Aside from that, things have been slow, as there’s still a bit of a wait game involved. I got the first part of my visa process complete, which led me to needing to request permission for work through the big immigration office (a process which took 8 hours of waiting to accomplish), and now I’m awaiting paperwork that should, finally, grant me work status in the country. Libby will likely speak to her own situation, but she’s started work so we’ve both been adjusting to that. I’d like to say that we’re planning an awesome trip, but until we both get our first pay checks and secure some financial clarity, we’re keeping things kind of low profile and local.

But I’ve got plenty of ideas to work on for the summer. We keep seeing outdoor bbq pits in various stores, I think Libby misses running the grill for a graciously hungry group. Maybe we can arrange something. There’s also summer festivals that are pretty notorious, and some great outdoor opportunities around the Sayama hills.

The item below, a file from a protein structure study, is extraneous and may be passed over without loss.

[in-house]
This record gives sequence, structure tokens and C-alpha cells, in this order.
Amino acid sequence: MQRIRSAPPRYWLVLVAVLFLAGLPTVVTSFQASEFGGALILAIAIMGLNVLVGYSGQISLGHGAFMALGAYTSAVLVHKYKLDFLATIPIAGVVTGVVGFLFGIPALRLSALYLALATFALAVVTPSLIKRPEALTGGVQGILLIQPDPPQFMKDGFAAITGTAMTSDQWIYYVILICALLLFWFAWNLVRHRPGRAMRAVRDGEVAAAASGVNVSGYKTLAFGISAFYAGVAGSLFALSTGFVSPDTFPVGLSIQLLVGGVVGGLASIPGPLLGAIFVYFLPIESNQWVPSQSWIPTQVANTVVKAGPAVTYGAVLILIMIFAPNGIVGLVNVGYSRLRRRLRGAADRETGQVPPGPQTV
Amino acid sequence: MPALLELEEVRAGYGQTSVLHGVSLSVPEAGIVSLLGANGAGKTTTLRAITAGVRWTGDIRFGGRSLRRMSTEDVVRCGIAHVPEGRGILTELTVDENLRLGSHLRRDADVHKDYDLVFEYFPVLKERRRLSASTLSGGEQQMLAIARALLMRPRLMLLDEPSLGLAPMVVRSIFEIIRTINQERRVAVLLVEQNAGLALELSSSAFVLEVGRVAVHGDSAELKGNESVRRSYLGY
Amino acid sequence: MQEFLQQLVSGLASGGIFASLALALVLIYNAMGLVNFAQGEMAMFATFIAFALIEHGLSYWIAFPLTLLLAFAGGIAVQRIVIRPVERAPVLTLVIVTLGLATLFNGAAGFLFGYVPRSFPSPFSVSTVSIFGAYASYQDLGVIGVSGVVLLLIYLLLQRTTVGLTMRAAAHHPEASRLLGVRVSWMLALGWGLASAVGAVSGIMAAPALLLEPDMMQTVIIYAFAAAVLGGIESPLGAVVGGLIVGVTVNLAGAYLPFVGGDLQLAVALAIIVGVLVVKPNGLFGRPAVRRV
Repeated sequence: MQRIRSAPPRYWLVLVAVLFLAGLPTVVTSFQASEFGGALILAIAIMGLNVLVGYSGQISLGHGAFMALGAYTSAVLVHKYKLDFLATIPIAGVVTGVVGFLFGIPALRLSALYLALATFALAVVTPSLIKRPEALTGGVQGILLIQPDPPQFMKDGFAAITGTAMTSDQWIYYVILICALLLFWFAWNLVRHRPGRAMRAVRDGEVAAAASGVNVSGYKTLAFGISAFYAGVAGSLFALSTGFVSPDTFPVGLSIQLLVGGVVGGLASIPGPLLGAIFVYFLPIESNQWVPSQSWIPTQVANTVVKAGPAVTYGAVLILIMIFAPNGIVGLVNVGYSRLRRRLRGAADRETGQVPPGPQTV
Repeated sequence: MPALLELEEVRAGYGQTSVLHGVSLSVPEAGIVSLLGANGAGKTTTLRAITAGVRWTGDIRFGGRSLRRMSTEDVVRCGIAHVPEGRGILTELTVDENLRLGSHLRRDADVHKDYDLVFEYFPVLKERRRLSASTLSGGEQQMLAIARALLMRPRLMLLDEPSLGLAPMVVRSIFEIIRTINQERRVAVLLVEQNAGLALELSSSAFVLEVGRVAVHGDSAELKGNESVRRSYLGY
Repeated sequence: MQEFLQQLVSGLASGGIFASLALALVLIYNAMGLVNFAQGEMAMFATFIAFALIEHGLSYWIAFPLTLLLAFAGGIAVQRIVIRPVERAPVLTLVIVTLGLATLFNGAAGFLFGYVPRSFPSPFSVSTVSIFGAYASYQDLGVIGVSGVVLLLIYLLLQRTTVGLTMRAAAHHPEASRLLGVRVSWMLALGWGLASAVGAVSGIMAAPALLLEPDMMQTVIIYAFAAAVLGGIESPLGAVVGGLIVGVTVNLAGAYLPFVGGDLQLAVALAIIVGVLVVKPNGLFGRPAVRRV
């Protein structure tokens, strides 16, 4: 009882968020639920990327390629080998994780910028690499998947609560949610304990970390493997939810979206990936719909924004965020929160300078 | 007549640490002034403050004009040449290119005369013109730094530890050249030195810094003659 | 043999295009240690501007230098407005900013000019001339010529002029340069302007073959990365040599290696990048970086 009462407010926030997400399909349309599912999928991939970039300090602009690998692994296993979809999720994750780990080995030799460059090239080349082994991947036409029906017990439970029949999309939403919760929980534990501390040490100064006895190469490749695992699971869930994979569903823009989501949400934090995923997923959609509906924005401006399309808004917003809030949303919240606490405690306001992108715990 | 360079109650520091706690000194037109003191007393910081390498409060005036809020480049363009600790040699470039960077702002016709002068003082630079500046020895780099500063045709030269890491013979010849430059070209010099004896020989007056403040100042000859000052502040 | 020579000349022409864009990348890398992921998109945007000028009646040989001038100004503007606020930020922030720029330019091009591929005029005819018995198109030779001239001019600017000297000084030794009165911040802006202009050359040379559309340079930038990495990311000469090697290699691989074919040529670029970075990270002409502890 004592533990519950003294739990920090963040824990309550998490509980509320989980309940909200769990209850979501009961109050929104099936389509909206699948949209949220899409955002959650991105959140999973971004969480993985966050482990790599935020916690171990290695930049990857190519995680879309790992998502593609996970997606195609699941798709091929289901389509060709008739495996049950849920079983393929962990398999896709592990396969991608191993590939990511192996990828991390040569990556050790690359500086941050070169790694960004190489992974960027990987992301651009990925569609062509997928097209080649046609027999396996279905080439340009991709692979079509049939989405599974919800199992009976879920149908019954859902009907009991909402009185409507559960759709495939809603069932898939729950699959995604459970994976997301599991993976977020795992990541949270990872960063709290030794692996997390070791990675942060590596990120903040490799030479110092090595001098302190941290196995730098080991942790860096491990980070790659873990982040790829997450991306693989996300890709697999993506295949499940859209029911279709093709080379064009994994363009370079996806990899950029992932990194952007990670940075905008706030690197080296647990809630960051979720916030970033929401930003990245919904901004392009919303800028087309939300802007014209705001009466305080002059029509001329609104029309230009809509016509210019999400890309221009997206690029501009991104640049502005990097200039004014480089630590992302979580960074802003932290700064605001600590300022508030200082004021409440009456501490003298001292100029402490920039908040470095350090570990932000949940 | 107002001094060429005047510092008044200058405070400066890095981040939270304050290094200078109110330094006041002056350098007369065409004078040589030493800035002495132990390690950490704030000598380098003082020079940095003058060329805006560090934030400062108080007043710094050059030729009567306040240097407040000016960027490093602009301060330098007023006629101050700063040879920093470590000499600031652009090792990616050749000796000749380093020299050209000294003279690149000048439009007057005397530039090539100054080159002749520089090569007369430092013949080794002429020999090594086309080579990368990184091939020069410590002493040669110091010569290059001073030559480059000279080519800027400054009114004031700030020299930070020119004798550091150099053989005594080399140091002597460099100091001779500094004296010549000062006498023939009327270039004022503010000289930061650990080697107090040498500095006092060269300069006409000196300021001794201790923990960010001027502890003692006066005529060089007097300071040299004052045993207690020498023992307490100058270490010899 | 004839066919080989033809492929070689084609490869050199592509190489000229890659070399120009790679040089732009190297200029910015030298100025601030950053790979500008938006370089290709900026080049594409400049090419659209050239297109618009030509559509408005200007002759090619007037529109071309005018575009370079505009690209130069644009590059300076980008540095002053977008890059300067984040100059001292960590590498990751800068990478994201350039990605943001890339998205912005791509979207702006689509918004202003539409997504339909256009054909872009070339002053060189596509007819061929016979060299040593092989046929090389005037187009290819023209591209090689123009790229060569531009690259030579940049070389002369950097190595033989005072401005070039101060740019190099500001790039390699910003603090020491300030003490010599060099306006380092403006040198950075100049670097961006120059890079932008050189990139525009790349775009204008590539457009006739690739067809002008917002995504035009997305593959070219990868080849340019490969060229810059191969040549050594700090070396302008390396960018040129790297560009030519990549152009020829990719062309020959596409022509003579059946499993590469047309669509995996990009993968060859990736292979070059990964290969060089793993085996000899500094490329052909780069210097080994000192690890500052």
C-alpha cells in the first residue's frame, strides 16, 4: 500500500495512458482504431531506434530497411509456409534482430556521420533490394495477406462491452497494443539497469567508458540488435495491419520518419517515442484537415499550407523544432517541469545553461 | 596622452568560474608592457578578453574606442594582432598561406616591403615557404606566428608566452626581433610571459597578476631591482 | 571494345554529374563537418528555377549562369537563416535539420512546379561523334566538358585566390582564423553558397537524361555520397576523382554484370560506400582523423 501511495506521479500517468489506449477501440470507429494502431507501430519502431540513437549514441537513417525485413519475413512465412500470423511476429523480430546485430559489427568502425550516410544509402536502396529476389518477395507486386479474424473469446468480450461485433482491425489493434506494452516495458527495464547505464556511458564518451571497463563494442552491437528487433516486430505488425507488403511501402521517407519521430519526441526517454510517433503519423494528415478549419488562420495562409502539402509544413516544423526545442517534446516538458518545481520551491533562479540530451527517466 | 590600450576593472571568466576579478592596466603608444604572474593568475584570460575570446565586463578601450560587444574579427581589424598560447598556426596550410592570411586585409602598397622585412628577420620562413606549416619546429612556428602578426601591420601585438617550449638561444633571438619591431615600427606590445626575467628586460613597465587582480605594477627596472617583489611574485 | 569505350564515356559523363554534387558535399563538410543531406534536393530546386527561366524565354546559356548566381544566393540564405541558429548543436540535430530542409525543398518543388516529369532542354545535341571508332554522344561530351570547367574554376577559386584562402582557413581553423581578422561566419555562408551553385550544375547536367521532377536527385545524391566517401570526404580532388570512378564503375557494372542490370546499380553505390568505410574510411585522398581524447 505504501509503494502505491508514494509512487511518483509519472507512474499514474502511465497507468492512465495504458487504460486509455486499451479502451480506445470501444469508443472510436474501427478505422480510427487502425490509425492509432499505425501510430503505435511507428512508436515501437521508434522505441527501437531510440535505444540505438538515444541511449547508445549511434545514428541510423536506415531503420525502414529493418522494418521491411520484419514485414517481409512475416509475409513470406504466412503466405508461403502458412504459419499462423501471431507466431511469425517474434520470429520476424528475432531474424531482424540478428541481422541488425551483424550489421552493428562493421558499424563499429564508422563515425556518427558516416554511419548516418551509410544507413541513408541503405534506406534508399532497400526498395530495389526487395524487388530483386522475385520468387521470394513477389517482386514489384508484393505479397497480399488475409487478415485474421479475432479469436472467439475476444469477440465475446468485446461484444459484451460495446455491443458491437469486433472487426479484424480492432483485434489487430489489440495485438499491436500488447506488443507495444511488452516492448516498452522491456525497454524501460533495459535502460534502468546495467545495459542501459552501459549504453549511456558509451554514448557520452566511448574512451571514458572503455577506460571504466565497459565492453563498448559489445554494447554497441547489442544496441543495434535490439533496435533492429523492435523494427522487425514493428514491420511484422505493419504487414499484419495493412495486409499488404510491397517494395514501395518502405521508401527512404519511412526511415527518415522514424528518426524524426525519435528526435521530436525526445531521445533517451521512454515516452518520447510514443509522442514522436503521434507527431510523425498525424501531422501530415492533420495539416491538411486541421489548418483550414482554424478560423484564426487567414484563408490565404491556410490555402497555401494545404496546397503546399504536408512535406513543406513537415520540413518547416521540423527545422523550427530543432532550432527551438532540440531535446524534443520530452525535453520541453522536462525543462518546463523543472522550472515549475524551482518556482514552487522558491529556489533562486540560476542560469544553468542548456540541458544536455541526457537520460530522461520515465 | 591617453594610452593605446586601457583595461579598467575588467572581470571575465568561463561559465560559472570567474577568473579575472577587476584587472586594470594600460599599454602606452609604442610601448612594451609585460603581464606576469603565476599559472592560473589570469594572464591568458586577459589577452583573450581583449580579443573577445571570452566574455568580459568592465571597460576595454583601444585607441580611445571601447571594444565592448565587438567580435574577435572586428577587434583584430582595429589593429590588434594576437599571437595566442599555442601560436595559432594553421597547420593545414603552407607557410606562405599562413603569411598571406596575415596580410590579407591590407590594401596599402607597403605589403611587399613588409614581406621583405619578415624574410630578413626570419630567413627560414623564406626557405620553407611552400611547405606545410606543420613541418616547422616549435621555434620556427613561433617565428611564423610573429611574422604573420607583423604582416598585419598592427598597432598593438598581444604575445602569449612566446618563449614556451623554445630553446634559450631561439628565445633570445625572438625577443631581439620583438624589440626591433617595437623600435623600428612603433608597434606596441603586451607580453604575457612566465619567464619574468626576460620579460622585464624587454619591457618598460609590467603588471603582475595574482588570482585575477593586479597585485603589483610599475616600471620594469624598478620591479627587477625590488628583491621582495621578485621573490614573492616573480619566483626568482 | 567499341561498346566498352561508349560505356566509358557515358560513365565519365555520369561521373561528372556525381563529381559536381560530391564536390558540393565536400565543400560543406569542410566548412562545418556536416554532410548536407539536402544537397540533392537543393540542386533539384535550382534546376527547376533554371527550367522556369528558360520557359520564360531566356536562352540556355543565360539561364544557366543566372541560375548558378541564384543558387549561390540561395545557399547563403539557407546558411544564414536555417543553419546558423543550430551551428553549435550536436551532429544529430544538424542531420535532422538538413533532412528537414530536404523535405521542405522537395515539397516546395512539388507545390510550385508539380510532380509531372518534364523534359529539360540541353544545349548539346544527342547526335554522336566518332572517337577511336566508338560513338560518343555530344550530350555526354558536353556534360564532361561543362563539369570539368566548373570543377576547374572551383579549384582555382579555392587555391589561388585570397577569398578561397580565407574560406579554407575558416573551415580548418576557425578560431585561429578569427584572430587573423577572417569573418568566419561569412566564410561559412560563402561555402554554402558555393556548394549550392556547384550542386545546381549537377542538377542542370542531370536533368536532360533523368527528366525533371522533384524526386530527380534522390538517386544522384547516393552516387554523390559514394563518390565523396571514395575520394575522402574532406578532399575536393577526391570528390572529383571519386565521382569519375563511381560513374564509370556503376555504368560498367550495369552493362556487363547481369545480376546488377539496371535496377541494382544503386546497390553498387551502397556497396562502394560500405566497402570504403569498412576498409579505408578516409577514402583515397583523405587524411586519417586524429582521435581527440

There’s also a very good chance of a visit to Disney Sea resort around my birthday, I think 😉


Long time no write, all. Yes, we are finally living in our own space after living in cramped hotel rooms and hostels! The Japanese paper work was especially no fun though. You sign multiple boxes and it must fit in the box. You write your English name and it must be EXACTLY what it says on your alien card.  You wait in line for a couple hours and then you sit down and wait some more in an immigration hell office (Shinjuku City Ward). There was also more waiting, filling out a form, and even more waiting when you try to get a bank account. Same deal with the cell phone. I was really happy with our realtor though and she knew how to get things done. I was grateful and she stayed with us until it was all over at about 7:30 pm when I signed the apartment contract.